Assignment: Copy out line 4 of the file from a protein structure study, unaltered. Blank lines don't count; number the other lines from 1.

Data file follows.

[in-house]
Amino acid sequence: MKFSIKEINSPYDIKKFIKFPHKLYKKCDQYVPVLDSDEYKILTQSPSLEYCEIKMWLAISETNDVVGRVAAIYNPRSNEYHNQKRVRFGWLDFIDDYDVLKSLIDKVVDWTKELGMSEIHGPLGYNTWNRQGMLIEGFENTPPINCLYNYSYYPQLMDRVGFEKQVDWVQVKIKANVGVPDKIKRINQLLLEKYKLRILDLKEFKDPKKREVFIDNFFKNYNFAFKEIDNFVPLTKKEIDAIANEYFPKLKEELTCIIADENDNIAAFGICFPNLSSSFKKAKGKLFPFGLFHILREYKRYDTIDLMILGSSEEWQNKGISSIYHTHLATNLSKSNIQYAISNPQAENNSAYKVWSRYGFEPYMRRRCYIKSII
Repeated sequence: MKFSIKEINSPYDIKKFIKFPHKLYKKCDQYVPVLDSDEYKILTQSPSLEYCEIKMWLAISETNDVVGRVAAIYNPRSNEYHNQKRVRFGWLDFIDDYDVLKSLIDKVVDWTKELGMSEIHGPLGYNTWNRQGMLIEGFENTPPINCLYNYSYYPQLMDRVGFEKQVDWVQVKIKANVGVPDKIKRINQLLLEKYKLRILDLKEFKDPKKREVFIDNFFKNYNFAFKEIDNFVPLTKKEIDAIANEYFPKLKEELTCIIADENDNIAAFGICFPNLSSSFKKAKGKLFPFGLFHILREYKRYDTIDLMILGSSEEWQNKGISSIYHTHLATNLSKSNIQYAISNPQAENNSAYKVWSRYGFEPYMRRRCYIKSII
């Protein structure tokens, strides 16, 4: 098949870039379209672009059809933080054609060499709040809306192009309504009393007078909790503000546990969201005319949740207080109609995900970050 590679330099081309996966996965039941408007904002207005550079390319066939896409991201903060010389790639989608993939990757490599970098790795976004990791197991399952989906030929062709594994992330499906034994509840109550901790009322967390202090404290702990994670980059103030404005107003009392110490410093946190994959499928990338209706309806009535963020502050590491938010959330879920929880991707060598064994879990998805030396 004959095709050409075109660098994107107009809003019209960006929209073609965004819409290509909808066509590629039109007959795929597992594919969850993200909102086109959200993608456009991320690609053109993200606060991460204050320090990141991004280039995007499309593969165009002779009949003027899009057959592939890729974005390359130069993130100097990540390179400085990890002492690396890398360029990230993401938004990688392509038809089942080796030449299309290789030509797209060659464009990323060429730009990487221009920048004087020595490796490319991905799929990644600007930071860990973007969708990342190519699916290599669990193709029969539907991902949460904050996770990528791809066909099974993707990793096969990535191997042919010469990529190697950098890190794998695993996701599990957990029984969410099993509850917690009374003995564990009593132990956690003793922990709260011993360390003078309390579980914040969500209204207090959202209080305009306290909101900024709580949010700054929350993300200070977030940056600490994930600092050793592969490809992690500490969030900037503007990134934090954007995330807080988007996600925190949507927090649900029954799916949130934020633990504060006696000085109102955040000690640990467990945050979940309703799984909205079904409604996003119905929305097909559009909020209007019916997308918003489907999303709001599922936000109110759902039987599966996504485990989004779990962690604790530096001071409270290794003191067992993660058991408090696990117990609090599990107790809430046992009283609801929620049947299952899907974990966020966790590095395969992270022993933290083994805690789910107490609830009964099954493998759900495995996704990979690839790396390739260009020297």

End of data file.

């Protein structure tokens, strides 16, 4: 098949870039379209672009059809933080054609060499709040809306192009309504009393007078909790503000546990969201005319949740207080109609995900970050 590679330099081309996966996965039941408007904002207005550079390319066939896409991201903060010389790639989608993939990757490599970098790795976004990791197991399952989906030929062709594994992330499906034994509840109550901790009322967390202090404290702990994670980059103030404005107003009392110490410093946190994959499928990338209706309806009535963020502050590491938010959330879920929880991707060598064994879990998805030396 004959095709050409075109660098994107107009809003019209960006929209073609965004819409290509909808066509590629039109007959795929597992594919969850993200909102086109959200993608456009991320690609053109993200606060991460204050320090990141991004280039995007499309593969165009002779009949003027899009057959592939890729974005390359130069993130100097990540390179400085990890002492690396890398360029990230993401938004990688392509038809089942080796030449299309290789030509797209060659464009990323060429730009990487221009920048004087020595490796490319991905799929990644600007930071860990973007969708990342190519699916290599669990193709029969539907991902949460904050996770990528791809066909099974993707990793096969990535191997042919010469990529190697950098890190794998695993996701599990957990029984969410099993509850917690009374003995564990009593132990956690003793922990709260011993360390003078309390579980914040969500209204207090959202209080305009306290909101900024709580949010700054929350993300200070977030940056600490994930600092050793592969490809992690500490969030900037503007990134934090954007995330807080988007996600925190949507927090649900029954799916949130934020633990504060006696000085109102955040000690640990467990945050979940309703799984909205079904409604996003119905929305097909559009909020209007019916997308918003489907999303709001599922936000109110759902039987599966996504485990989004779990962690604790530096001071409270290794003191067992993660058991408090696990117990609090599990107790809430046992009283609801929620049947299952899907974990966020966790590095395969992270022993933290083994805690789910107490609830009964099954493998759900495995996704990979690839790396390739260009020297």